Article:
The Federal Reserve’s eventual unwinding of unprecedented monetary-easing policies has the potential to be a so-called black swan event that could roil global financial markets, according to Mitsubishi UFJ Financial Group Inc.’s Brendan Brown.
“The most likely way it will end is going to be through some sort of eventual equity-market crash, a return to a Roosevelt-type recession and popular revulsion led in the political process against the whole history of Federal Reserve monetary management,” Brown, chief economist at Mitsubishi UFJ Securities, said Tuesday at the Bloomberg Link FX12 Summit at Bloomberg’s European Headquarters in London.
Fed Chairman Ben S. Bernanke announced last month that the U.S. central bank would likely keep rates at a record low and purchase $40 billion of mortgage bonds per month in a third round of what’s become known as quantitative easing, or QE3, until employment shows “sustained improvement.” The Fed added $2.3 trillion to the financial system during the first two rounds of QE between December 2008 and March 2010, and from November 2010 through June 2011.
One possible scenario for the U.S. economy is that the presidential election results will give a “fill-up” to the equity markets and blur concern that $600 billion in mandated spending cuts and tax increases starting Jan. 1 if Congress can’t agree by Dec. 31 on ways to reduce the deficit will lead to recession, Brown said.
In that case, “it’s pretty difficult to imagine why you’re going to get QE4,” Brown said. “There is a definite scenario there that we don’t go on to QE5 or QE6.”
The term “black swan” was popularized in a 2007 book by Nassim Nicholas Taleb, author and investor. It’s a metaphor for an unforeseen catastrophe and derives from the once widespread belief that all swans were white, until European explorers discovered black swans in Australia.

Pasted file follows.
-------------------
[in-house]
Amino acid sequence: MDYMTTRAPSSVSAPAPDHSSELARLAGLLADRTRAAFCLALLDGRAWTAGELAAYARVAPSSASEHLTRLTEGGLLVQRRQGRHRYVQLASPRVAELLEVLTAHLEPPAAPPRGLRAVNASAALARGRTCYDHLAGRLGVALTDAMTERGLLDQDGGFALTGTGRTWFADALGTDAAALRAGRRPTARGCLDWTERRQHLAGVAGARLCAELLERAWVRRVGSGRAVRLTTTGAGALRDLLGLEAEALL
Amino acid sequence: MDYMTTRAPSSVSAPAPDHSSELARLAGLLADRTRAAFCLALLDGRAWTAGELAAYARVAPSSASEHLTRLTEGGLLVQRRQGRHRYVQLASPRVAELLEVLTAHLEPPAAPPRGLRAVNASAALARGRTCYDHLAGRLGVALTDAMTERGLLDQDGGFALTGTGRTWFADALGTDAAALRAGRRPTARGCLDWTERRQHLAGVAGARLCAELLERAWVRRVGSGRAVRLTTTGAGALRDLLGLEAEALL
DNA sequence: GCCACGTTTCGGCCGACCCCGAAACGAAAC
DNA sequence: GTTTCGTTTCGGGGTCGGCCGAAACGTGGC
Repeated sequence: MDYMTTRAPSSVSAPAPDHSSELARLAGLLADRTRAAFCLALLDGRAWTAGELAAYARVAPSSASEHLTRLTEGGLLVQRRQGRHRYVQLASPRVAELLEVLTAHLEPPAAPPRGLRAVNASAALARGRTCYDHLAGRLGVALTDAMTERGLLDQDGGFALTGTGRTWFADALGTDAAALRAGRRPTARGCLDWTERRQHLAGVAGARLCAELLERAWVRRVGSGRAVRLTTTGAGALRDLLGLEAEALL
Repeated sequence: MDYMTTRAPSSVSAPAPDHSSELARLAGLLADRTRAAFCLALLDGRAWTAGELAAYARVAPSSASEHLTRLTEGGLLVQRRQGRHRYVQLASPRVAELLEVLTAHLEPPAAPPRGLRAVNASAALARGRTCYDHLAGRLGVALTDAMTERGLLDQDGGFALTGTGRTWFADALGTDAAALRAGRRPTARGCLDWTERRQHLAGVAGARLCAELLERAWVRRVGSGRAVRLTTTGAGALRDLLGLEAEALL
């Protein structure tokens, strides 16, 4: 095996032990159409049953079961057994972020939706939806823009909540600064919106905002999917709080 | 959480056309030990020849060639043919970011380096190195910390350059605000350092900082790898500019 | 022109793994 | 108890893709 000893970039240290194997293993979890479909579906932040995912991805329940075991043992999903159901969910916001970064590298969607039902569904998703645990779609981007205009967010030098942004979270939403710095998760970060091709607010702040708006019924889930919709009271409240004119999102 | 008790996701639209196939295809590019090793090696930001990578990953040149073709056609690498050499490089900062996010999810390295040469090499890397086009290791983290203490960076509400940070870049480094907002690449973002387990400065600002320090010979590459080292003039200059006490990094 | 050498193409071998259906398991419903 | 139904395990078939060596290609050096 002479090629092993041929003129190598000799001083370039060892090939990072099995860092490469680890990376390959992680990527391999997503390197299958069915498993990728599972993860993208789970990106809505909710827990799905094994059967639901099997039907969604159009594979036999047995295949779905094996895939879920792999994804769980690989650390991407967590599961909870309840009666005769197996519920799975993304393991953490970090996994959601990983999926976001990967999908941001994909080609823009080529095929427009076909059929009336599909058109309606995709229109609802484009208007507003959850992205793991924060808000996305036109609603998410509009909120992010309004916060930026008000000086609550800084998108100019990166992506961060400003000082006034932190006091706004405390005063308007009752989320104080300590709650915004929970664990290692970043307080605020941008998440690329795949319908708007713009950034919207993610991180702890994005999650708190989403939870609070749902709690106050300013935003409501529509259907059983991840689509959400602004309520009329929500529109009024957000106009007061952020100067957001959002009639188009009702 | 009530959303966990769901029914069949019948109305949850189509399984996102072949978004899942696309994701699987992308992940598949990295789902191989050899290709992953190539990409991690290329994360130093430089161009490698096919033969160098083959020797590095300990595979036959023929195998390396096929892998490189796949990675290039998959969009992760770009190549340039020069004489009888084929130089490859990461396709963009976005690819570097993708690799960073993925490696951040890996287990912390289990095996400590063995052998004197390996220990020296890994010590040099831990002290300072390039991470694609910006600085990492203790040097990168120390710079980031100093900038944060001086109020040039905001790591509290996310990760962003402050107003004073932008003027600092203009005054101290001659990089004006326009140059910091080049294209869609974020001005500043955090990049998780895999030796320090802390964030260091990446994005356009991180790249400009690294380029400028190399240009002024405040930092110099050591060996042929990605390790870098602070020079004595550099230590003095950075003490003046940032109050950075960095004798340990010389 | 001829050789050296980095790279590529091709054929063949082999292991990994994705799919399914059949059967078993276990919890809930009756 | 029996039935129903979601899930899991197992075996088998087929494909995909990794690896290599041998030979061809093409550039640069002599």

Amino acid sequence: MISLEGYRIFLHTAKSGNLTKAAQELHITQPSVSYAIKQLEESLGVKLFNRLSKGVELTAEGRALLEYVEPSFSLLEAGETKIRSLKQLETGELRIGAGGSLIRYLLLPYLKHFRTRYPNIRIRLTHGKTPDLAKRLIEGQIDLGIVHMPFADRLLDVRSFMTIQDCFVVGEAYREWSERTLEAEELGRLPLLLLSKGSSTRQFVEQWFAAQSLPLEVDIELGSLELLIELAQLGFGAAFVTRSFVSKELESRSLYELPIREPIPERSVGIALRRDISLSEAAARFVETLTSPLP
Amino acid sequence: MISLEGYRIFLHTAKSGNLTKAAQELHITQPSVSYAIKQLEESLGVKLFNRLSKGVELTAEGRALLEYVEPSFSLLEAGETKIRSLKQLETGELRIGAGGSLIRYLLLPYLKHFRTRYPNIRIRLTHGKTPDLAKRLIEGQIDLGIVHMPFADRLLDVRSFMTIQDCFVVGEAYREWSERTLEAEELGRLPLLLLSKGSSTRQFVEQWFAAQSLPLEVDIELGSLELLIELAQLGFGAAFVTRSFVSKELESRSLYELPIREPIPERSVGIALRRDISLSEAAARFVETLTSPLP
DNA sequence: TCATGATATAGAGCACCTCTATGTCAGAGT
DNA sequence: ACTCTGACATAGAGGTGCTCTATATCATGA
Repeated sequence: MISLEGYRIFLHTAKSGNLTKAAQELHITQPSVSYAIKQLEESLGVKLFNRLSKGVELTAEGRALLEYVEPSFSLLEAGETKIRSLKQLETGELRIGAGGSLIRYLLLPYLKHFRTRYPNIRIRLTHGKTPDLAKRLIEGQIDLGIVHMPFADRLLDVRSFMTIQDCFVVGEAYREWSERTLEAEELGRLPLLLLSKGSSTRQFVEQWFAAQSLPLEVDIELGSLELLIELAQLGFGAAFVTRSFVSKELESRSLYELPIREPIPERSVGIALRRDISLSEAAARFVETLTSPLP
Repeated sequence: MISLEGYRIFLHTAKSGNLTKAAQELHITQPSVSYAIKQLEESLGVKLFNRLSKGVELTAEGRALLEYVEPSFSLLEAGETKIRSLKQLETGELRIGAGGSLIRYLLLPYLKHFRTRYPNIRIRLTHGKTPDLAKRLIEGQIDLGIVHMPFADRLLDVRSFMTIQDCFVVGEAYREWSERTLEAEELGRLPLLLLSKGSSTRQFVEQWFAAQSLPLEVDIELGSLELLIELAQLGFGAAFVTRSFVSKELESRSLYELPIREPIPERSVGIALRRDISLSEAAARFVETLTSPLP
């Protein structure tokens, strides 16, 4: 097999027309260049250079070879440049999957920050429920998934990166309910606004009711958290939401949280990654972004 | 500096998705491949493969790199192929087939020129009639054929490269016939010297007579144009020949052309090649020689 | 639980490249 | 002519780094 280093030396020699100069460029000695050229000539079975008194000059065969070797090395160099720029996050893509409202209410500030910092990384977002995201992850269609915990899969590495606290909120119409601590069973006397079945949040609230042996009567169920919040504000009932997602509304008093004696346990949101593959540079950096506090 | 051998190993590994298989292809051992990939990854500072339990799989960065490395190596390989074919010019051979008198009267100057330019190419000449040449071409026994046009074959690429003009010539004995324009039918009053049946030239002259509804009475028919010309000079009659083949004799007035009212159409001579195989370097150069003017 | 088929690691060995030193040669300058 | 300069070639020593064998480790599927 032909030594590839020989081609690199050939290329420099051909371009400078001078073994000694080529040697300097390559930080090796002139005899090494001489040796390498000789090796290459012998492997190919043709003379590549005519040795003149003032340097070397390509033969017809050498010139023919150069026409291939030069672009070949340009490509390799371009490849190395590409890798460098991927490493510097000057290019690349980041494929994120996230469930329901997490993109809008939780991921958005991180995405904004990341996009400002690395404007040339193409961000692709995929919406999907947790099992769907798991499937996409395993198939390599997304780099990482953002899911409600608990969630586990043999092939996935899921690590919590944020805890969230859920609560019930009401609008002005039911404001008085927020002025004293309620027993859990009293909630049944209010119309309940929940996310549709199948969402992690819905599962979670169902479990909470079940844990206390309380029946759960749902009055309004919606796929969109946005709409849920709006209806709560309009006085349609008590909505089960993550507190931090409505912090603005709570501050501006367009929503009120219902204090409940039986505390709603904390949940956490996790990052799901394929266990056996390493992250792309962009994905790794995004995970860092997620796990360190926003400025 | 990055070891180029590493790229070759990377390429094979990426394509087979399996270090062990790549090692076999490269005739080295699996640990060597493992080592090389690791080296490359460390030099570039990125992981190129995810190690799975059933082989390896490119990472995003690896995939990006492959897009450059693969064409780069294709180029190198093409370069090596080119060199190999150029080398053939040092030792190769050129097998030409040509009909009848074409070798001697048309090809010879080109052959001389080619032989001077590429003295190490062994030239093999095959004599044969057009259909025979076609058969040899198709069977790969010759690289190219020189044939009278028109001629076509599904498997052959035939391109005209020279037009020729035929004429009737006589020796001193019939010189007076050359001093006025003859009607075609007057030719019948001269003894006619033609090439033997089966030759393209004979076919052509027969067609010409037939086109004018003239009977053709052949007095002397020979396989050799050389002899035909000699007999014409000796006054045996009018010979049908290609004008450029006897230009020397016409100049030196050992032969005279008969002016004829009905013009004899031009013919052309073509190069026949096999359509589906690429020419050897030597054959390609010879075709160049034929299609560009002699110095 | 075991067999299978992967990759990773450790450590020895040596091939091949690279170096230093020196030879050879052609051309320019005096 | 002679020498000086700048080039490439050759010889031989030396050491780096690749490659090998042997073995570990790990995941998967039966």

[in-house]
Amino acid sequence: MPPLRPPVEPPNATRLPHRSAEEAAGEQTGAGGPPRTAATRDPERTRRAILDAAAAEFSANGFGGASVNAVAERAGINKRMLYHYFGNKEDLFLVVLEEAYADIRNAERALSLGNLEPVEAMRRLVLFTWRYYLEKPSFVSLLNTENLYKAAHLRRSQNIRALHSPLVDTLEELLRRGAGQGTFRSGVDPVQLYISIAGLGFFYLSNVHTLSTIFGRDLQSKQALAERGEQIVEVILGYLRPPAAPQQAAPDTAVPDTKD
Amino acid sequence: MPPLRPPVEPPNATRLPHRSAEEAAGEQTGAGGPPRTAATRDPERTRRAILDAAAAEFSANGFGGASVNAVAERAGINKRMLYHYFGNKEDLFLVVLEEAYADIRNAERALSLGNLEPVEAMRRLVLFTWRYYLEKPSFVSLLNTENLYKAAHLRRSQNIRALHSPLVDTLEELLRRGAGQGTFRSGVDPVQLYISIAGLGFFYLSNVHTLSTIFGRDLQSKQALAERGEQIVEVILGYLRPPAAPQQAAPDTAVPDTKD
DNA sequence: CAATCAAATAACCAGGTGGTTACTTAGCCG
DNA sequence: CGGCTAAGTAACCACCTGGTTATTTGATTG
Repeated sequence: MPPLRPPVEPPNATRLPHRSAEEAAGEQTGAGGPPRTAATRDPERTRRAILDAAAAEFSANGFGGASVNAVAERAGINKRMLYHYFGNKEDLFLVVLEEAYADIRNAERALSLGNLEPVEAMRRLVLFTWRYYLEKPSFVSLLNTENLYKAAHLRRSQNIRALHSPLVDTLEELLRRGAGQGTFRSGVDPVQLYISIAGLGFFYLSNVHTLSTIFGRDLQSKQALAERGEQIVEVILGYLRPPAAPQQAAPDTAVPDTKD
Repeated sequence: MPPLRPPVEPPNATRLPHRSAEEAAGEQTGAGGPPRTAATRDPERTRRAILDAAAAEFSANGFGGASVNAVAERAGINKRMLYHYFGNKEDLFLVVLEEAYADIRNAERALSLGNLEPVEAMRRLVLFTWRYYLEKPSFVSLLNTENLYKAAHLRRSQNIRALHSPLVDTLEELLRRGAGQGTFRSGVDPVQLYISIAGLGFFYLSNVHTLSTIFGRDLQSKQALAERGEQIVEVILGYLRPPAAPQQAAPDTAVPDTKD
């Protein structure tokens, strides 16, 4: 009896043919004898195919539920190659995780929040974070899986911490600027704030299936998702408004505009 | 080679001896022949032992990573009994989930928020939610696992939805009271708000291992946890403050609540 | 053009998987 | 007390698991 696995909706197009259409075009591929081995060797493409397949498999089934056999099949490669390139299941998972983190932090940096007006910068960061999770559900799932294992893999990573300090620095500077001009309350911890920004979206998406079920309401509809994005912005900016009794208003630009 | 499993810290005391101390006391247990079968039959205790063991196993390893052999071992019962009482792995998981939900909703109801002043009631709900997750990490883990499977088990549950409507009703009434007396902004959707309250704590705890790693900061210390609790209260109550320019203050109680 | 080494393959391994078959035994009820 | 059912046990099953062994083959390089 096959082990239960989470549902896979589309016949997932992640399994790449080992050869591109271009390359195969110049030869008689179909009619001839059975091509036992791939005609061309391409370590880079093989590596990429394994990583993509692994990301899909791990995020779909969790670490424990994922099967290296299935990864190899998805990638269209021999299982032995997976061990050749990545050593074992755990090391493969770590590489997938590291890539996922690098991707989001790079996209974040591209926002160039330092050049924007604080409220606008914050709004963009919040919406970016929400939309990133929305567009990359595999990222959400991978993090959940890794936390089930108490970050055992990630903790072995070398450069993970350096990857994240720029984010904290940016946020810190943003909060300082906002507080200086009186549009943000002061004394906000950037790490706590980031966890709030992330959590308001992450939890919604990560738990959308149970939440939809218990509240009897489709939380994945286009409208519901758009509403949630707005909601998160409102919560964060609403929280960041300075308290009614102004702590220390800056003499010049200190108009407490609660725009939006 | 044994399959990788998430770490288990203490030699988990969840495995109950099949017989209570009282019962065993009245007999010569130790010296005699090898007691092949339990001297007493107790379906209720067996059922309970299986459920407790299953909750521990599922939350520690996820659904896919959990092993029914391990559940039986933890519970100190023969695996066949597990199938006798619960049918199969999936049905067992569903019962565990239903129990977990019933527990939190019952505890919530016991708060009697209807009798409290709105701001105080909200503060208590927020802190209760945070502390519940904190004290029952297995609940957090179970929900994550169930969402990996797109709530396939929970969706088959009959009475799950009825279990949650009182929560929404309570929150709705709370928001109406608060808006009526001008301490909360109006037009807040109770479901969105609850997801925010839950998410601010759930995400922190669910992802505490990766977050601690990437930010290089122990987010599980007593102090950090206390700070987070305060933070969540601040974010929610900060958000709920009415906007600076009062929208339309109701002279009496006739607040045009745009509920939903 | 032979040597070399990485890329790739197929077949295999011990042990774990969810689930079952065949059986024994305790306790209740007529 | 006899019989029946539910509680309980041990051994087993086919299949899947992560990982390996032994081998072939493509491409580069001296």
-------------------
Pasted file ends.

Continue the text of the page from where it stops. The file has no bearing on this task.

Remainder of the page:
“In the QE space, there is likely no logical end point,” Geoff Kendrick, head of European currency strategy at Nomura International Plc in London, said at the summit. He described his own view as optimistic.
“Although it’s never been done before, it is very possible that at some point the economy picks up, they stop QE in any form and then you start seeing a natural roll off,” Kendrick said. “At some point the Fed starts printing bills, and therefore you see a gradual run off of the balance sheet just in time for the economy to start picking up. A lot of ifs in there of course, but I think it’s still possible.”
Robert Savage, chief executive officer and co-founder of Track.com, said that QE3 would end badly. “I don’t imagine that we don’t survive this without a massive high-yield collapse as the spreads between value have been lost.”
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